In the process I noticed a bug in the core code, and submitted a pull request to fix it. So horrible monkey patching might at least pay off this time.

Also utterly broken was the related posts feature. No matter what, it always seems to think the most recent posts are the most related to anything. It’s possible that running with --lsi would have helped with this, via complex semantic analysis, but that takes forever and I’ve seen others complain that it doesn’t really help. So there’s more monkey patching going on via Lawrence Woodman’s related posts plugin, which I took and edited so it worked based on tags instead of categories.

One thing I haven’t fixed, which I’d like to, is making the automatic regeneration of your site during development / writing a lot smarter. Right now it notices a file has changed and so it regenerates every single bit of content on your site. This does mean that the live generated site always has recent/related posts up to date everywhere… but it’d be nice to have some sort of --quick option that ignored that stuff in favor of a faster development cycle.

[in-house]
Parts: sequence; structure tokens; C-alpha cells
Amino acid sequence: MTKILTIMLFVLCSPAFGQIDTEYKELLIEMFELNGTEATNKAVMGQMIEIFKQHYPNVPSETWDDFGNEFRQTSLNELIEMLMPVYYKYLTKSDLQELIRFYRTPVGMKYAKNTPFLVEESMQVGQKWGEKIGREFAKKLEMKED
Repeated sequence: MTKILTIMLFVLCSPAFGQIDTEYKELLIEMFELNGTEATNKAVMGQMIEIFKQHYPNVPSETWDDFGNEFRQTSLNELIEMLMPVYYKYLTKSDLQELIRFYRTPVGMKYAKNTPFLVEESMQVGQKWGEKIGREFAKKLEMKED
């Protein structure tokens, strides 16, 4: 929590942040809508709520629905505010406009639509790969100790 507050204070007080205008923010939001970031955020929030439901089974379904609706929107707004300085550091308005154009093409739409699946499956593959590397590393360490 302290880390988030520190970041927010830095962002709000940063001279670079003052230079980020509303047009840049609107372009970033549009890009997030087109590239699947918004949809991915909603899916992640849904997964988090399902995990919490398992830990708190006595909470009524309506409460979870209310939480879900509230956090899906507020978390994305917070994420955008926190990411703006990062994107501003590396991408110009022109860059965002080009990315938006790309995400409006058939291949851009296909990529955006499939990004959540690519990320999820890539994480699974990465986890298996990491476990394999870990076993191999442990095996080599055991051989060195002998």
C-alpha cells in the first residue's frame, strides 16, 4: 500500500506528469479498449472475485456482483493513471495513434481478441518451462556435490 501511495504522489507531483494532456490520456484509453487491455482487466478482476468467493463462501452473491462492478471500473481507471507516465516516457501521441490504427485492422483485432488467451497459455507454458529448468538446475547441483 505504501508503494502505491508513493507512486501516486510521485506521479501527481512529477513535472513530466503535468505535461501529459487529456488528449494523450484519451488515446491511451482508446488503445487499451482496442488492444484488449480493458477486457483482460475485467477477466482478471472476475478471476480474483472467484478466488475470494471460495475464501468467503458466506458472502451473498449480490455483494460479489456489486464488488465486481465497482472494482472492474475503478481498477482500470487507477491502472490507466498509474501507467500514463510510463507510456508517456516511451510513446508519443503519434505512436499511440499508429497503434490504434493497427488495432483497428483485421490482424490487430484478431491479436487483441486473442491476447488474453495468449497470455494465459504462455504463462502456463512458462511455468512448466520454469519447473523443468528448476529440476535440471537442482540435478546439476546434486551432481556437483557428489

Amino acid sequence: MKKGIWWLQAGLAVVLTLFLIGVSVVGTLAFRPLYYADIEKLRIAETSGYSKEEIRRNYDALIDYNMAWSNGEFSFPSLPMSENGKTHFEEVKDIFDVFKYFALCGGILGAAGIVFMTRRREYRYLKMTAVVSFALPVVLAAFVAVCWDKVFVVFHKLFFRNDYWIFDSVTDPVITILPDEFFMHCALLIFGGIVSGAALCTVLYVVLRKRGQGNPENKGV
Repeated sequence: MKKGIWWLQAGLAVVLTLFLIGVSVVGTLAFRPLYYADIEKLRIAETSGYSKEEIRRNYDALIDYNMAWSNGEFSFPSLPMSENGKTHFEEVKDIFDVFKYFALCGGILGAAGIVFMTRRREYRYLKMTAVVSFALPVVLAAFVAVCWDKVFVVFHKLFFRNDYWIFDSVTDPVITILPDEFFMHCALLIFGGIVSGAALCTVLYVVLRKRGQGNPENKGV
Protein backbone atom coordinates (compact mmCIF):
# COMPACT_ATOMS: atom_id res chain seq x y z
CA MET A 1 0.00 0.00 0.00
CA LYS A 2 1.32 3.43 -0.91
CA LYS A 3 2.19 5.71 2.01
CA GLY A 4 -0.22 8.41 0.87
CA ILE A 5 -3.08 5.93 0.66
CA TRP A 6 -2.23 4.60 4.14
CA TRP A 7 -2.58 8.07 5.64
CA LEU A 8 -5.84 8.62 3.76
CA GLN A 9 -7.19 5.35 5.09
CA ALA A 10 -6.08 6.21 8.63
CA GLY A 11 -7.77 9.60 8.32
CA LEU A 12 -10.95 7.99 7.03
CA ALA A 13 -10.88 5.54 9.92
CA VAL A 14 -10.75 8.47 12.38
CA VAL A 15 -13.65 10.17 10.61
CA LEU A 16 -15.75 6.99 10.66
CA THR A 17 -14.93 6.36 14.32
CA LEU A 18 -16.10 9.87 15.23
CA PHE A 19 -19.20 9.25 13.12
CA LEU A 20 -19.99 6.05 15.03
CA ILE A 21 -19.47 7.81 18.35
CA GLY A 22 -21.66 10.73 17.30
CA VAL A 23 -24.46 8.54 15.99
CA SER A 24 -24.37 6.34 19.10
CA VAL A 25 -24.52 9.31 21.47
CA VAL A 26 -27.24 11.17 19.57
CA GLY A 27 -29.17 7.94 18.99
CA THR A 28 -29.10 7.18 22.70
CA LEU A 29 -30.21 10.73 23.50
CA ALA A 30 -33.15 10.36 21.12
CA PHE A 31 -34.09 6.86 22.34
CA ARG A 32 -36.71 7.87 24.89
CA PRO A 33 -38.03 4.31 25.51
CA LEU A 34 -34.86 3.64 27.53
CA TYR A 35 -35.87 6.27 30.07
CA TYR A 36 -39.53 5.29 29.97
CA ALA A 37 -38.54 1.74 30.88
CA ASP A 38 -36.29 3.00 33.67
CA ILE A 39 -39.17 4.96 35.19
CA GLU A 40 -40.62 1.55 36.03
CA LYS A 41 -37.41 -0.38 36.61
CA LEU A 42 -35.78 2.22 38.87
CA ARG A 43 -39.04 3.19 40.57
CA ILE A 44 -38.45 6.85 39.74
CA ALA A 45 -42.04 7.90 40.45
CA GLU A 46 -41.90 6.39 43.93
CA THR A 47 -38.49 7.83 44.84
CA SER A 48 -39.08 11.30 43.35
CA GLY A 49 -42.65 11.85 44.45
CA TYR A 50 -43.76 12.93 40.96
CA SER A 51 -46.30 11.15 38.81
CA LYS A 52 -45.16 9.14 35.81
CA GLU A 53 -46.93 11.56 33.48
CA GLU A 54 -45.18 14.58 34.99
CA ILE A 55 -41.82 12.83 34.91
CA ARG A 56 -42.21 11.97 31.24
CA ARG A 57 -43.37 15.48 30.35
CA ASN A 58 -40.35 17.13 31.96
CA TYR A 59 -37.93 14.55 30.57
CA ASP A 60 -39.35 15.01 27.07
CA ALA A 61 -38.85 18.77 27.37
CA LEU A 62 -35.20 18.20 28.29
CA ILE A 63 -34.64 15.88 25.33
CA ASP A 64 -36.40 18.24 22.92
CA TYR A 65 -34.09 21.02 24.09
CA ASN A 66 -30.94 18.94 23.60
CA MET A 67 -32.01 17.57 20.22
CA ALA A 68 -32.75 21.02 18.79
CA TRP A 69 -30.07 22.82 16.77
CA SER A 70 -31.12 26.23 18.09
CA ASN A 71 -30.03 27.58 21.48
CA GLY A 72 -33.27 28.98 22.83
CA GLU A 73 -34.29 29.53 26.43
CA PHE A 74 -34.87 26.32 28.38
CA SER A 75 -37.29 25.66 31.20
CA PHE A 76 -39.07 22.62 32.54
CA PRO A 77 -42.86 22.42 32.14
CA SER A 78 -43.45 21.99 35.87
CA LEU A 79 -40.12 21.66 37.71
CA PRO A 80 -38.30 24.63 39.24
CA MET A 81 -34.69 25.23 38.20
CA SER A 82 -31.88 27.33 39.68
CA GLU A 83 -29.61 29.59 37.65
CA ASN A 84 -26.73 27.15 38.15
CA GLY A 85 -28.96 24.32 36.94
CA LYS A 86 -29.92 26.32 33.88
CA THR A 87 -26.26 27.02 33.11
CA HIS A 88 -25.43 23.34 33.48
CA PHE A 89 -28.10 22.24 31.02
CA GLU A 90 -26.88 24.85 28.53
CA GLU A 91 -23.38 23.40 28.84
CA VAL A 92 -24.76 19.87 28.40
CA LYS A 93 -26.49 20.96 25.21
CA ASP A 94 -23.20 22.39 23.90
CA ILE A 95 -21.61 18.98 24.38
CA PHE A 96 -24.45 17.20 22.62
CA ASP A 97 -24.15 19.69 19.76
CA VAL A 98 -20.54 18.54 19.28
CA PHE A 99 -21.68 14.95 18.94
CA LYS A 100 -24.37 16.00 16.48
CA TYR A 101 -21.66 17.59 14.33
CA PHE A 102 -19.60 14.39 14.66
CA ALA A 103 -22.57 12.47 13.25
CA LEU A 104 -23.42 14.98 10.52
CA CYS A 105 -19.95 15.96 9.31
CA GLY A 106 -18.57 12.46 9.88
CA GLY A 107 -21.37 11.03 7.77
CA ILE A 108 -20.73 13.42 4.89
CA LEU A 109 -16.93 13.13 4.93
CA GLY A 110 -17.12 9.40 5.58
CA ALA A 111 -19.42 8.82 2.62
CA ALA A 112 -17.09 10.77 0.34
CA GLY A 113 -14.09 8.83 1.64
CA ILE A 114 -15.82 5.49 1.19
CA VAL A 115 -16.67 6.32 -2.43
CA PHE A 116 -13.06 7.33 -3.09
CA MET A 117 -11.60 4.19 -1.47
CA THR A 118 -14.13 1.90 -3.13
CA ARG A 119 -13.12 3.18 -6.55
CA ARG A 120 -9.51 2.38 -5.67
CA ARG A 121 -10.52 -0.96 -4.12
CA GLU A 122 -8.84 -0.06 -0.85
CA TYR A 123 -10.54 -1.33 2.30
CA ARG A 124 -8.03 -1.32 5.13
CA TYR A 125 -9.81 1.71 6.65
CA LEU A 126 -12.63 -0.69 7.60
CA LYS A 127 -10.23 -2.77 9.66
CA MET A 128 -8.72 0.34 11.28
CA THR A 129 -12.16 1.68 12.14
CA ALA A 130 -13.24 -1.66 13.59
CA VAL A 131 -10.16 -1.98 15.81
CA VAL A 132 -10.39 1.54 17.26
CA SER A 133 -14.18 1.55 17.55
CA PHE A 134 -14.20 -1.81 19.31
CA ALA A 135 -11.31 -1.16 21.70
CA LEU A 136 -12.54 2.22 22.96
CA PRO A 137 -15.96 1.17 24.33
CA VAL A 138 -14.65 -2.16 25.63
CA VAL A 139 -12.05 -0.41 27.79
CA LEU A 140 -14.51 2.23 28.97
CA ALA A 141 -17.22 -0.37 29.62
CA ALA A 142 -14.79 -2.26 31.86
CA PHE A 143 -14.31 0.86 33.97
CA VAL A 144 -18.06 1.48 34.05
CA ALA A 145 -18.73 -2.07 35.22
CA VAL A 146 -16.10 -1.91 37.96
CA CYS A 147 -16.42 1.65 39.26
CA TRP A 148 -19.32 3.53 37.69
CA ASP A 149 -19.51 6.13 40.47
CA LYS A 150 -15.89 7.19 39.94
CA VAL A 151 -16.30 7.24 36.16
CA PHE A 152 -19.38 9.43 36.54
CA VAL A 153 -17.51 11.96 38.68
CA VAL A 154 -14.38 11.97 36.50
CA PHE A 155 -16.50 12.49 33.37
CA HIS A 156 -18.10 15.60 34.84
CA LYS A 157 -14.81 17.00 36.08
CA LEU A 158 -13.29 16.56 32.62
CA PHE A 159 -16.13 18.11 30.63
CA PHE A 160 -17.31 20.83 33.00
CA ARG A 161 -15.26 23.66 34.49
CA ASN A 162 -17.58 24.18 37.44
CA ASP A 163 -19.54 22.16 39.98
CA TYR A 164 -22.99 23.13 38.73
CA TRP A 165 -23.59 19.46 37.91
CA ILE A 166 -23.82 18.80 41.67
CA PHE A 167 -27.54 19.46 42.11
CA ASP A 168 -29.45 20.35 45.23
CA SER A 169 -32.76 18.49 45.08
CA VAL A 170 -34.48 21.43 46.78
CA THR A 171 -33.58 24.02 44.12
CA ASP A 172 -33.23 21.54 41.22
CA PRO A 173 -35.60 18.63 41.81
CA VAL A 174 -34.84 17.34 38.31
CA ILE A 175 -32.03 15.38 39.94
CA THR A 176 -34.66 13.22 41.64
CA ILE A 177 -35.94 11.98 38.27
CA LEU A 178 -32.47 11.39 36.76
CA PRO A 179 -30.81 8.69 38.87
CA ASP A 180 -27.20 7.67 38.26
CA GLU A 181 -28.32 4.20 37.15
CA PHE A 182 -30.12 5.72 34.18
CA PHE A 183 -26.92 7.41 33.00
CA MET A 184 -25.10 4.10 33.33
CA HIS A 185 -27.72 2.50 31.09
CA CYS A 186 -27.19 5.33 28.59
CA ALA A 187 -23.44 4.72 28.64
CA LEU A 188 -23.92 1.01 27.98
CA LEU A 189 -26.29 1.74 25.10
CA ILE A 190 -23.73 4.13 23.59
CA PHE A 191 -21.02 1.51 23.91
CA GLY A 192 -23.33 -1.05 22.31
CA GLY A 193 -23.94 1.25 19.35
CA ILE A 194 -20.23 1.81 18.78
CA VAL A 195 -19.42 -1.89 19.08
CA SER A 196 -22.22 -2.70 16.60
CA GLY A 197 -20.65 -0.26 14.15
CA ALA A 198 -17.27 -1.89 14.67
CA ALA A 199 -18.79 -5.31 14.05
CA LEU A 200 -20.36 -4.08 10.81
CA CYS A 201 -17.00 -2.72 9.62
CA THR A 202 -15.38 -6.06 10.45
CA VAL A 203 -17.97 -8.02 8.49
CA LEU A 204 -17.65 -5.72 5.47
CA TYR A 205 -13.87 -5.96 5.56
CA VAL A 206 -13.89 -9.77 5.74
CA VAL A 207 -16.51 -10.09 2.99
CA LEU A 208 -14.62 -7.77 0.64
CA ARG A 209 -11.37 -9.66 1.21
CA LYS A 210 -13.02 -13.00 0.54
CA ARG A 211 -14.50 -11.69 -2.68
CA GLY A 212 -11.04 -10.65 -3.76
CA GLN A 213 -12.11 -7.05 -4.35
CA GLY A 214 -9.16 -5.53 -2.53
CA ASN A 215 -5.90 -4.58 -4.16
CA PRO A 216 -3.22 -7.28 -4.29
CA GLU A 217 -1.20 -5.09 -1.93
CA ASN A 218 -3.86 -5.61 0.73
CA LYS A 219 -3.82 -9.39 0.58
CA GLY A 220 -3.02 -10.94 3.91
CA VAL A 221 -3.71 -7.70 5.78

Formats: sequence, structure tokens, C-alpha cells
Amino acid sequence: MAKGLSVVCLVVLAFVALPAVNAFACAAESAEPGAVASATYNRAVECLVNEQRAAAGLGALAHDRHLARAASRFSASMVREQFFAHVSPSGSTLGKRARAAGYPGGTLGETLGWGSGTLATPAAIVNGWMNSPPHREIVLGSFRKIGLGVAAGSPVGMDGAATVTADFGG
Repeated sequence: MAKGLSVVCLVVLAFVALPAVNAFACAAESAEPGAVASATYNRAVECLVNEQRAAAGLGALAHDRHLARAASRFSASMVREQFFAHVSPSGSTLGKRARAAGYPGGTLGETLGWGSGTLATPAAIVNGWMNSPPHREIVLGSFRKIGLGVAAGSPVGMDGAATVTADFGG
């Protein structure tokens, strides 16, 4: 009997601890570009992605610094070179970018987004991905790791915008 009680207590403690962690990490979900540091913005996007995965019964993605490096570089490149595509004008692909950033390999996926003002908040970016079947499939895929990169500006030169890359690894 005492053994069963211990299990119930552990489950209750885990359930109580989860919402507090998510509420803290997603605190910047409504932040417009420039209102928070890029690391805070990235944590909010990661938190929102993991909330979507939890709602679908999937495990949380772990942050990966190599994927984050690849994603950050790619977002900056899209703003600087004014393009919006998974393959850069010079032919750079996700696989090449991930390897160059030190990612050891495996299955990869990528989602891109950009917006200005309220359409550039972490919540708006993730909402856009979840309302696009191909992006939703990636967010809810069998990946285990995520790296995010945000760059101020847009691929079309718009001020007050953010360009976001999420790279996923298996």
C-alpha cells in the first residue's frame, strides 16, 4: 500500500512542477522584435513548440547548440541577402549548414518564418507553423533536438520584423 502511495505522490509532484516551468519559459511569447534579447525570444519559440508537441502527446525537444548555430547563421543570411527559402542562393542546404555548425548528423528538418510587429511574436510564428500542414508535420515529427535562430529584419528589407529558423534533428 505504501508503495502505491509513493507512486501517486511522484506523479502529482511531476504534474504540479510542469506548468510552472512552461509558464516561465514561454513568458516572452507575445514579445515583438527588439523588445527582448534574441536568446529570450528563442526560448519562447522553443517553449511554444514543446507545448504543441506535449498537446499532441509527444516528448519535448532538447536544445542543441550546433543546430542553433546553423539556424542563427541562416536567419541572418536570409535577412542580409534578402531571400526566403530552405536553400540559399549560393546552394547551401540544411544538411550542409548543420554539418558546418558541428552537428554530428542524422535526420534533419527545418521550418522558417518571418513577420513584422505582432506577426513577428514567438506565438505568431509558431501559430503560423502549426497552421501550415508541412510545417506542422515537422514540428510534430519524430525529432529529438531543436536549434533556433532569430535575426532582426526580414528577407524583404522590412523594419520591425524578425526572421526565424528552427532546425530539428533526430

Because of the utter staticness, I naturally cannot have my own comment system in use any more. So I’ve switched to Disqus, which adds commenting to the site via JavaScript. It feels sort of weird to be outsourcing a component of my user experience like this… but they seem to be trustable. Widely used, and their monetization plan is fairly transparent.

If you’re interested you can see the repo for my website on github. It contains, in its default / post templates, markup that’s compatible with any WordPress theme that’s based on Toolbox, which might be of use to some.

Like I said, I’m happy with how it turned out. I wouldn’t recommend this at all for a non-technical person, but if you want to dig in and get your hands dirty then Jekyll is quite workable.